Each Monday morning we hold an I/O Forum (Insights & Operations), which is a weekly exercise to reinforce and assure a shared understanding of what matters most. We make company updates and announcements followed by KPIs and status reports from our Marketing, Sales, Implementations, Success, and Product teams. 

From our team guide: 

I/O is not the place you hear everything for the first time. Instead, it should be a synthesis of everything we know as a company, ensuring we’re all on the same page.  We also use this time to proactively solve problems, introduce new team members, highlight stellar work, and dive into specific topics that impact the success of Protenus.  

The emphasis on clearly communicating strategic priorities and focusing on the most critical outcomes (rather than on how and when tasks are completed) has been an intentional and integral part of our operations before the pandemic, but it’s even more important today. 

With teams operating remotely in a changing environment (and sometimes communicating or making decisions asynchronously) this is one way we can ensure everyone has the information they need to to make decisions faster on their own.

I/O doesn’t just remind our team of our goals and priorities as a company. It’s a consistent reminder that we want to empower everyone with information. Since the pandemic, this weekly meeting has been an important anchor for me. At a very basic level, these Monday mornings reinforce our priorities and remind me that we are a team. It’s reassuring to look at a virtual room of people and know that there are people who care about me personally and professionally, and who have the same goals as I do. It reminds me that we do work that matters, that our customers need us, that lots of other people have the same stresses at home that I do, and most importantly, that I’m not alone. It’s as simple as that.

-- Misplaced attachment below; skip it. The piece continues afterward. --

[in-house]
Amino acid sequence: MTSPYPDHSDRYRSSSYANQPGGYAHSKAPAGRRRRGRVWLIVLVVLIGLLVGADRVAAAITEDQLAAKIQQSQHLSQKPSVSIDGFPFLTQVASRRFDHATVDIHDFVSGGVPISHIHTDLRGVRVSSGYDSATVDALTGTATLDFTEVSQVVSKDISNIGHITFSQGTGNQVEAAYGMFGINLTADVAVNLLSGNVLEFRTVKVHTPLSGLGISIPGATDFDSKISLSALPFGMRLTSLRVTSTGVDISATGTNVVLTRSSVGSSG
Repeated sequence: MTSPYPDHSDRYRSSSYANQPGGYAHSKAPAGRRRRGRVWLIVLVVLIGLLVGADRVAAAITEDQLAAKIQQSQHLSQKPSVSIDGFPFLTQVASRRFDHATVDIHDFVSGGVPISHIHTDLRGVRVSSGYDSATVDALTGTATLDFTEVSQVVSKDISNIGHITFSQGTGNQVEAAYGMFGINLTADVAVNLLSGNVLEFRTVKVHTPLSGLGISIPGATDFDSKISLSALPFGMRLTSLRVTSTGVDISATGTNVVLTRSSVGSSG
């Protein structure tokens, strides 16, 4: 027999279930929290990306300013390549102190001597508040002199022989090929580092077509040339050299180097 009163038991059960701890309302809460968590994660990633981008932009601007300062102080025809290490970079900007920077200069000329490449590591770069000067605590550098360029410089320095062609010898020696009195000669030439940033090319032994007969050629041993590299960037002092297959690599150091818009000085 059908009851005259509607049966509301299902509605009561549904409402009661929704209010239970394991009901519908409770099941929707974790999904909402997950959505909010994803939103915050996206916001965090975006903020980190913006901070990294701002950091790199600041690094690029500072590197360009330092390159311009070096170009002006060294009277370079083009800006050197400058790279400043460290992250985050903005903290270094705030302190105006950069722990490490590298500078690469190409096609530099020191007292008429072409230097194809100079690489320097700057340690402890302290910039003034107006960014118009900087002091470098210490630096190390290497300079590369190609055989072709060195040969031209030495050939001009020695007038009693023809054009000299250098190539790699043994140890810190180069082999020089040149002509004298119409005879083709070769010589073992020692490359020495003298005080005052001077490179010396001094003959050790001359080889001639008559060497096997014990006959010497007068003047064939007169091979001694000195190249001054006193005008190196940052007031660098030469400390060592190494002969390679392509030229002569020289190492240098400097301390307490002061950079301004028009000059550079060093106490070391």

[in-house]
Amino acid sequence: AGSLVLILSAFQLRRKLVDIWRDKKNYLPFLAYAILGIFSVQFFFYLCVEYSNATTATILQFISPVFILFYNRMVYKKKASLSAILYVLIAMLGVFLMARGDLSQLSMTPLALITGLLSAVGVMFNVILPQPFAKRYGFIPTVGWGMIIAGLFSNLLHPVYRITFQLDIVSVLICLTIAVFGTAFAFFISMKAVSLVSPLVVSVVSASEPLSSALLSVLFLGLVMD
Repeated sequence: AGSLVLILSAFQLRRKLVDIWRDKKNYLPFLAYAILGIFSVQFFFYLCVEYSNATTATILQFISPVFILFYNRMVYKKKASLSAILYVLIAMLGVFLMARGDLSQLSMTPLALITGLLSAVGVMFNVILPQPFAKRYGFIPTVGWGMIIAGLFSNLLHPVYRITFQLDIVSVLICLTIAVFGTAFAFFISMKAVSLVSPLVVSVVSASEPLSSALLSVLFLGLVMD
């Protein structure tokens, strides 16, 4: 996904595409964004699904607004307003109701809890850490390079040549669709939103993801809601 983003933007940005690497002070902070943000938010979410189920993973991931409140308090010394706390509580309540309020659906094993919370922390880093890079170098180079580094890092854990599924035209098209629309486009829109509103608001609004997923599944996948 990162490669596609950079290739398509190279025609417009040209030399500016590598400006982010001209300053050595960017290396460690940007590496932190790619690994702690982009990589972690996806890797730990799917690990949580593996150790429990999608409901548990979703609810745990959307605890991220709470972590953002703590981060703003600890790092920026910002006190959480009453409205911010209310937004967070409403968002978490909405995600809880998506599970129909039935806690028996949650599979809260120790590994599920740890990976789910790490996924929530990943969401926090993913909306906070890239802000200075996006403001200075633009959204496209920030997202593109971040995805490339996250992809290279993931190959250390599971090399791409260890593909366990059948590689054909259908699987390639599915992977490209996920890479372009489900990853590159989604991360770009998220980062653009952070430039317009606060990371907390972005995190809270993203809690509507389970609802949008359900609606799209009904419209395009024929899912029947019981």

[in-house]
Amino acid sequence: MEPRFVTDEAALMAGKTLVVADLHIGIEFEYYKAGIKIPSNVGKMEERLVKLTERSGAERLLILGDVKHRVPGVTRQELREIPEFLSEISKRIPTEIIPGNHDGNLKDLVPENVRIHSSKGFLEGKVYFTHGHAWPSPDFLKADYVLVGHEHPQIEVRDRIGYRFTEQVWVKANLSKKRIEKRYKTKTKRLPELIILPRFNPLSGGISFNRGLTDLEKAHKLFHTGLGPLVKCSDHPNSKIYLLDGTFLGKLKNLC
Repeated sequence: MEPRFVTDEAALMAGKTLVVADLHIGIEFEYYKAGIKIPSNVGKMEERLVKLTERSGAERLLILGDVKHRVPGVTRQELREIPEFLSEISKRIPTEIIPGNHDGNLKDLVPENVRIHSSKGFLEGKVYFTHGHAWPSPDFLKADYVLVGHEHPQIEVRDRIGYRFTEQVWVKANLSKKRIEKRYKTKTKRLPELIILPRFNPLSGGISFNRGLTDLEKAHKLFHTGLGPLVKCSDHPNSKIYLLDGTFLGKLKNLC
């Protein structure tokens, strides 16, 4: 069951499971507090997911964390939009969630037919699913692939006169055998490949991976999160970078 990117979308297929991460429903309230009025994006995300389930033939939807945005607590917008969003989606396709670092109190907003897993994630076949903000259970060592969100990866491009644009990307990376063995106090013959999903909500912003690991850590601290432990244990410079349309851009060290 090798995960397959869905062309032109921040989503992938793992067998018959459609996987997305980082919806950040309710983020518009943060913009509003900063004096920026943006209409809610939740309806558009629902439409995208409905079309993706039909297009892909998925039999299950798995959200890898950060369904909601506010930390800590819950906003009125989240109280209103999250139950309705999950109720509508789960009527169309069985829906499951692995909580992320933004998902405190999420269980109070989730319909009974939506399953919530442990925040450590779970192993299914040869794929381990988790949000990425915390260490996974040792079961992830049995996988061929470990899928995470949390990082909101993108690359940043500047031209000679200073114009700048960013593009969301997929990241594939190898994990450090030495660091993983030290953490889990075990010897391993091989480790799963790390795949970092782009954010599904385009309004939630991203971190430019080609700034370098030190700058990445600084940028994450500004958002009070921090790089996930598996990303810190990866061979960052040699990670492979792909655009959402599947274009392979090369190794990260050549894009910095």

But supporting each other is only part of how we’re weathering this crisis. Our customers are healthcare organizations and the challenges they face are more daunting than we can imagine. Our mission is to serve them and we’re doing what we can to support them by adapting to new challenges and approaching each day with a strong sense of purpose about our work and a strong conviction for why it matters.

Our next normal

As we assess our team’s response to this global crisis, it’s clear resilience isn’t just something we only see in the rearview mirror. Building resilience takes practice and is a skill developed during periods of adversity. Our team’s response to current challenges helps strengthen our view of the future and informs how we create the next version of “normal” at Protenus. 

It doesn’t seem like the pandemic will end anytime soon and the next several months may look nothing like the first half of 2020. We don’t know what the future holds, but as a company, we’re taking a cue from so many of the resilient folks on our team by checking on each other, assessing and adjusting our priorities, and communicating about what matters most.

So while the happy hours and game nights are important ways our team supports each other, it goes much deeper than that. We’ve found that our values show up in spite of (and in our best moments, as a result of) adversity. We see our team simplifying workflows, working with incredible integrity, humbly asking for help from their colleagues, encouraging one another and sharing accountability and actionable insights, and thoughtfully considering the needs of our team above individual interests. 

Our values are instilled in everything we do at Protenus and they have become even more meaningful as a team as we do our best to live and work through this challenging time. In keeping with our value of simplicity, sometimes the best thing we can do to create a resilient team is to provide some gentle nudges to get people off Zoom, encourage some time in fresh air (away from their laptops), and refocus their energy. Because as a team, and as a company, we are in this together for the long-haul.

If you're interested in joining the Protenus team, view our Careers page to view current job opportunities.